Colorado Pols is recapping the top ten stories in Colorado politics from the 2012 election year.
In 2010, riding the crest of a “Republican wave” in a midterm election trending against the party of President Barack Obama, Colorado Republicans took back control of the state House of Representatives for the first time since their historic loss of legislative control in 2004. Colorado Republicans still couldn’t match the success enjoyed by the GOP in federal races, retaking the state House chamber by a single seat in an extremely close suburban Denver House race ultimately decided by a margin of fewer than 200 votes.
Still, after solid Democratic control of both chambers for six years, and a Democrat in the Governor’s Mansion for four of those years, the GOP had finally regained a foothold on power.
Which they proceeded to squander in historic fashion, accomplishing nothing except further damage to the Republican brand, and leading directly to the Colorado House flipping right back to Democrats in November of this year.
The blame for this failure lies squarely with former Republican House Speaker Frank McNulty and his team of GOP House leadership. As Speaker, McNulty quickly established a reputation for Machiavellian game playing. Just as one example, at the end of the 2011 session, McNulty’s last-minute manipulation of normally-routine rules legislation to undo payday lending reforms passed by the previous Assembly turned into a front-page controversy, and a very public defeat for House Republicans–not to mention unpopular payday lenders.
It’s possible, however, that the beginning of the end for McNulty came during the work of the state legislative reapportionment commission. After the commission came together on a bipartisan-approved new map of Colorado’s state House and Senate districts, McNulty and Republican leadership ill-advisedly chose to appeal those maps to the Colorado Supreme Court. Though the maps were successfully remanded to the commission, Republicans had managed to totally alienate the independent chairman of the commission, Mario Carrera. The final maps faithfully met the tests the Supreme Court laid out–in ways that were worse for Republicans.
Following these setbacks, many Republican donors and activists were already running out of patience with McNulty as the 2012 session began. Recognizing important shifts in voter opinion on issues that had traditionally served as GOP wedges to turn out socially conservative voters, some Republicans began agitating for an end to resistance on matters like civil unions for gays and lesbians, and accessible tuition rates for undocumented students in the state.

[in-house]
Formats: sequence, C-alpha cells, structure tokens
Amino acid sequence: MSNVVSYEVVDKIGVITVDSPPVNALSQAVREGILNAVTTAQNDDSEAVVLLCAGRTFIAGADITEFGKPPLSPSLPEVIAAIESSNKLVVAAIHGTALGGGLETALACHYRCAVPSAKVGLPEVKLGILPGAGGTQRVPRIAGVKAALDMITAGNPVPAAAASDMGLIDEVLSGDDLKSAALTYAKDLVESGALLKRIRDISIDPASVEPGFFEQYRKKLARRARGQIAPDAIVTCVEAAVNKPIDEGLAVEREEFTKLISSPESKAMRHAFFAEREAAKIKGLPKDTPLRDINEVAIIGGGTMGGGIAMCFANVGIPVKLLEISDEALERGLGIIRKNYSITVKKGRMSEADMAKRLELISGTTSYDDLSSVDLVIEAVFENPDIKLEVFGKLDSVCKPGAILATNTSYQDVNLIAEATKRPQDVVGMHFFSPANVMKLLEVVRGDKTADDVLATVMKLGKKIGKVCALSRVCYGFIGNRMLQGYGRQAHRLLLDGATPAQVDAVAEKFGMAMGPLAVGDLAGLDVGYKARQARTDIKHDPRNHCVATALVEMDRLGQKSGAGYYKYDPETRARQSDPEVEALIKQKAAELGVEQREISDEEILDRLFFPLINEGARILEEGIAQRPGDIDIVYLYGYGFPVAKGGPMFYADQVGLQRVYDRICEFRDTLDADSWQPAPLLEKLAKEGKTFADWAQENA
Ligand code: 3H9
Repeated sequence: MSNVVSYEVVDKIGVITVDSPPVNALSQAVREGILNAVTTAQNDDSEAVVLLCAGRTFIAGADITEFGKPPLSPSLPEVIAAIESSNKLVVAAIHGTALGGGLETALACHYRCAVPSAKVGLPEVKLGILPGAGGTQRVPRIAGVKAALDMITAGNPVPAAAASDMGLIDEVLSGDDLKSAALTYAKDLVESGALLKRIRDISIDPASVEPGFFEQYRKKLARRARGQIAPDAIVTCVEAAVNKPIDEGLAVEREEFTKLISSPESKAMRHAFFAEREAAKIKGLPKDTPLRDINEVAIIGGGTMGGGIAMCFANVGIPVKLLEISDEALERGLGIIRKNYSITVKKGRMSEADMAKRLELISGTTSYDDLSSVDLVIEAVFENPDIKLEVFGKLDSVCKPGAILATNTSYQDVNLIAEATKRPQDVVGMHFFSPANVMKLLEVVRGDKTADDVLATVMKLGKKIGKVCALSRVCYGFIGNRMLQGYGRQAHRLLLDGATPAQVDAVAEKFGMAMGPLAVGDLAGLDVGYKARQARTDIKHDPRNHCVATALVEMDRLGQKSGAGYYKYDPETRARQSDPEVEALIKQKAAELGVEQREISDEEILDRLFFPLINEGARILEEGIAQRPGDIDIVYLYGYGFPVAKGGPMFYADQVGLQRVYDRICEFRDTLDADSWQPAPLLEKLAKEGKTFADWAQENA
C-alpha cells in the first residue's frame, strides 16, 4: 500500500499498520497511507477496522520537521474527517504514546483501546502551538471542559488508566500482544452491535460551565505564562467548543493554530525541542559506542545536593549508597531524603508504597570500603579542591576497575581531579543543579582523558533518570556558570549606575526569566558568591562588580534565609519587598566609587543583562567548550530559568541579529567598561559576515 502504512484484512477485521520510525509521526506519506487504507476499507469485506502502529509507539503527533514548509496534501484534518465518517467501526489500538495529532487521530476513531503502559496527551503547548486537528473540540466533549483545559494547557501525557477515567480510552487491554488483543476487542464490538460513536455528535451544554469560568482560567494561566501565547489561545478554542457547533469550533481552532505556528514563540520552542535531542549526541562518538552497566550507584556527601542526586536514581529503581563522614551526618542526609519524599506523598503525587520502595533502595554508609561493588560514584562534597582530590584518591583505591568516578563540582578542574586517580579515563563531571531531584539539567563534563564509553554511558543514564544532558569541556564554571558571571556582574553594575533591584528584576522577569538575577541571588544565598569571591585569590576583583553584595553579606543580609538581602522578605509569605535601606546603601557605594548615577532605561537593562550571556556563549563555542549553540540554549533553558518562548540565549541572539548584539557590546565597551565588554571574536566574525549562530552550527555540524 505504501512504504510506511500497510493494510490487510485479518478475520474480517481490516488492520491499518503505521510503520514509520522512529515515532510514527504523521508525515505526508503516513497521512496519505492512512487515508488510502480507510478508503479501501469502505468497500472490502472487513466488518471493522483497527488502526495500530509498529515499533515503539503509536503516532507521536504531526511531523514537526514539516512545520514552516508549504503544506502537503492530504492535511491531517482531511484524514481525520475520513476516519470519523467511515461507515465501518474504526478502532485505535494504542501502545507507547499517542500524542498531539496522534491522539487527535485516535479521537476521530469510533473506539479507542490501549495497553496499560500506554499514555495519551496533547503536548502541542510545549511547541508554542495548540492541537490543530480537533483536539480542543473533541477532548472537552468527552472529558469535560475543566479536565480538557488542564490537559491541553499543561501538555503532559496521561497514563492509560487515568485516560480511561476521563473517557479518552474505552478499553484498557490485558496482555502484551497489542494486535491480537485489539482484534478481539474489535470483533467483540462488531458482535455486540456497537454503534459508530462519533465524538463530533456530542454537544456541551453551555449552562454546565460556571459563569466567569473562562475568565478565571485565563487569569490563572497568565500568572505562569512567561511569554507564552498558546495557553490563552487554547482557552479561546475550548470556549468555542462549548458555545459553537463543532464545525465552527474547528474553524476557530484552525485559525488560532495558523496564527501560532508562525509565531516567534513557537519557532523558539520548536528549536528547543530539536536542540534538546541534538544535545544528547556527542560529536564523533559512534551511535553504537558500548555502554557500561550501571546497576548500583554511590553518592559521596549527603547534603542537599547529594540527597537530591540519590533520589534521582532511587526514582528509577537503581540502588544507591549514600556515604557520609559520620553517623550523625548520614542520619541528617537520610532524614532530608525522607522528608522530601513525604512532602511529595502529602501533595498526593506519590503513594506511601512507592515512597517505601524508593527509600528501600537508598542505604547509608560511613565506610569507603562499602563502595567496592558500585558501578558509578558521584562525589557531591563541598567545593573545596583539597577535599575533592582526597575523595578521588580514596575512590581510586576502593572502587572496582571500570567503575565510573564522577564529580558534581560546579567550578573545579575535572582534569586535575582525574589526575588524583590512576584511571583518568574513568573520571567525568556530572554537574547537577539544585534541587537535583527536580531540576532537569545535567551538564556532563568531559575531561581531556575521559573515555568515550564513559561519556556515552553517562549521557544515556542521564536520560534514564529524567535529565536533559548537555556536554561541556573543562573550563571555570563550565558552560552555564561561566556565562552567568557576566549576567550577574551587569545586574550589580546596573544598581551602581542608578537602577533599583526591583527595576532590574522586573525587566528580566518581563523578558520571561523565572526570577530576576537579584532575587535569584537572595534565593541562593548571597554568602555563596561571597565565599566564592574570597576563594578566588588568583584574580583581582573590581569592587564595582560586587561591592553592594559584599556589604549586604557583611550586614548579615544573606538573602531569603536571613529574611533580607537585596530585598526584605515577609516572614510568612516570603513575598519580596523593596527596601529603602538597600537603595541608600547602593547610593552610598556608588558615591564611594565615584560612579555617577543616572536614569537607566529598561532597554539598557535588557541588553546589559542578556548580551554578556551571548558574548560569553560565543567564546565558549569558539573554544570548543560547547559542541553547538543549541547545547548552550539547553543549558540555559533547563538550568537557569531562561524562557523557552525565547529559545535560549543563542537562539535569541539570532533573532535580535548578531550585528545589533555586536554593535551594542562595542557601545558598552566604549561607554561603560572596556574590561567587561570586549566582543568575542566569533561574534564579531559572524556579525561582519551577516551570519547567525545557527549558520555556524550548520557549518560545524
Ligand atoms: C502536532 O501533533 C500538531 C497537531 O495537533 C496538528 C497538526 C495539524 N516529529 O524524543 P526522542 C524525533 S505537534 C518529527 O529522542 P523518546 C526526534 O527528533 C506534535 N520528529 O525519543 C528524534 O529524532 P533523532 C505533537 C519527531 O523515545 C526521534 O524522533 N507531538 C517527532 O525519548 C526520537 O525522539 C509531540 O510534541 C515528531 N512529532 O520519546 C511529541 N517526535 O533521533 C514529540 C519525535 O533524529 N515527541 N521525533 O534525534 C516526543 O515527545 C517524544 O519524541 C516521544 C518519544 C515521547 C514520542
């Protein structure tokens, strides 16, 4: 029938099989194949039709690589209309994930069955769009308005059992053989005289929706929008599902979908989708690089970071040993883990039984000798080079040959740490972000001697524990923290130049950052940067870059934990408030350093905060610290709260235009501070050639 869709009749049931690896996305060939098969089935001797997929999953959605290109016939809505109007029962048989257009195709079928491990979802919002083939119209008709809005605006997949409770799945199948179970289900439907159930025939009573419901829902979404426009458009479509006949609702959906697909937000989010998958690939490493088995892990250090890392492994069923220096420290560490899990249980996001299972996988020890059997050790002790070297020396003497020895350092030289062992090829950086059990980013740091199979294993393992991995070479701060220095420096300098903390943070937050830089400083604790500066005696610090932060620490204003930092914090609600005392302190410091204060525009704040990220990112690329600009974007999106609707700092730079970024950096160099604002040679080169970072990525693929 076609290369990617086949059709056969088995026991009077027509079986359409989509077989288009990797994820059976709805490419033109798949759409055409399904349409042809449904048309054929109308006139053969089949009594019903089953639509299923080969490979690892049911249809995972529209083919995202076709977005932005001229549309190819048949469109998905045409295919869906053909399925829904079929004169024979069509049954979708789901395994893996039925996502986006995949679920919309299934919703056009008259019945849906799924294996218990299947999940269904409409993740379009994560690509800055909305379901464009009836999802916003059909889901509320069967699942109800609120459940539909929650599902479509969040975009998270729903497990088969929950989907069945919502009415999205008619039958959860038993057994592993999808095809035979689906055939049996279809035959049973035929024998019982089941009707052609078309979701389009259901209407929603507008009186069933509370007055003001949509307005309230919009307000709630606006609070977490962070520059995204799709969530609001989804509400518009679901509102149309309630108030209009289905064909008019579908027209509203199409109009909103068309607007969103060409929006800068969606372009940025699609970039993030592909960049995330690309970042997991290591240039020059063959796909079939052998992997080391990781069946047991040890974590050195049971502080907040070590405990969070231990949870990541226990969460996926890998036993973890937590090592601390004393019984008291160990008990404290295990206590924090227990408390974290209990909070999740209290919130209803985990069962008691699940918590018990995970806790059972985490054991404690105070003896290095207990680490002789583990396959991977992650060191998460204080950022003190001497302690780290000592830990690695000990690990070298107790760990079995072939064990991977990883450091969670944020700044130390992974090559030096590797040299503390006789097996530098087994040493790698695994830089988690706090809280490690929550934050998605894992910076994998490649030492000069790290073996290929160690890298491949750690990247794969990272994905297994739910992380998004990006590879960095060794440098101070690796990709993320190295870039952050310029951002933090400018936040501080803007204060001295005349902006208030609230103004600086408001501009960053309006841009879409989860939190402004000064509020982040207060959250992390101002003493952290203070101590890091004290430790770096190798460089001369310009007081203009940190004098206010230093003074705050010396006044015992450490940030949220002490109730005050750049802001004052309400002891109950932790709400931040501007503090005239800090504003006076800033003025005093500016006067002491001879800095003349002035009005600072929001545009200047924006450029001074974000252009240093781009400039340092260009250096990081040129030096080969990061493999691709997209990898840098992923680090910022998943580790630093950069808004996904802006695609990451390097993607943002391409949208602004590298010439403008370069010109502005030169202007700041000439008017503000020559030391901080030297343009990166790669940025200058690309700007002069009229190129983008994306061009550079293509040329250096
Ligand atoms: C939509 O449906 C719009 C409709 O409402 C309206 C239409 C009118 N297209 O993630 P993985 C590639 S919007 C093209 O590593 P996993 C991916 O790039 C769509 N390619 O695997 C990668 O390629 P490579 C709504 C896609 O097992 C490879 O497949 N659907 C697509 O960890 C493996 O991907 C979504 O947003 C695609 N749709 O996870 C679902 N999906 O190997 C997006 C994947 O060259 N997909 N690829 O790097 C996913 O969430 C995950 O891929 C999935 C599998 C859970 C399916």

McNulty ignored them. Even as members of his one-seat majority GOP caucus began to announce their support for civil unions legislation, McNulty gave only token and cryptic lip service to the idea of giving the bill a fair shot in his House. The ASSET legislation for undocumented students died, though with much wider coverage in the press–including Spanish language press–than in previous years.
On the final day of the 2012 legislative session where bills could be debated and still passed before sine die, McNulty was faced with a dilemma: there were enough votes, from Democrats and Republicans, to force civil unions to the floor for approval–where it would pass with several Republicans voting in favor. Rather than allow that to happen, McNulty used his authority as Speaker to shut down debate in the House–killing not just the civil unions bill, but dozens of other uncontroversial pieces of legislation. This action was almost universally condemned in the media, and resulted in a rare expenditure of political capital by an emotional Gov. John Hickenlooper to call a special session to reconsider civil unions. McNulty unceremoniously directed the reconsidered bill in special session to his “kill committee,” and that was that.
It’s likely that McNulty really didn’t think this would matter in the elections a few months later–wouldn’t matter, or might perhaps benefit Republicans by motivating socially conservative voters. But he couldn’t have been more wrong. In addition to the major shift in public polling from opposition to strong support for civil unions in the last few years, McNulty’s extraordinary actions to kill civil unions enraged wealthy Democratic supporters of marriage equality like philanthropist Tim Gill–not to mention the Republicans who had been calling for passage. It’s generally believed that the death of civil unions motivated Gill and others to strike back harder in key Colorado legislative races, with the goal of ending McNulty’s control of the Colorado House.
In the aftermath of the Democrats’ retaking of the House, McNulty did not even seek any GOP leadership position, although rumors he might resign his seat entirely did not come true. Democrats were aided in their efforts by what appears to be yet another round of low quality, under-vetted candidates for which McNulty also must bear responsibility. In 2010, candidate vetting proved a major problem for the GOP, and certainly contributed to them barely retaking control of the House. For candidates referred to by GOP leadership as “rising stars” this year to be exposed in the press for all kinds of trouble in their records–trouble that somebody should have known about–strongly points toward incompetence at the top.
In only two years, Frank McNulty’s mismanagement of the Colorado House played a big role in turning the closest Republicans have had to a comeback–after years of being humiliated in a state they used to own–into a fresh lesson on why they are losing here so consistently.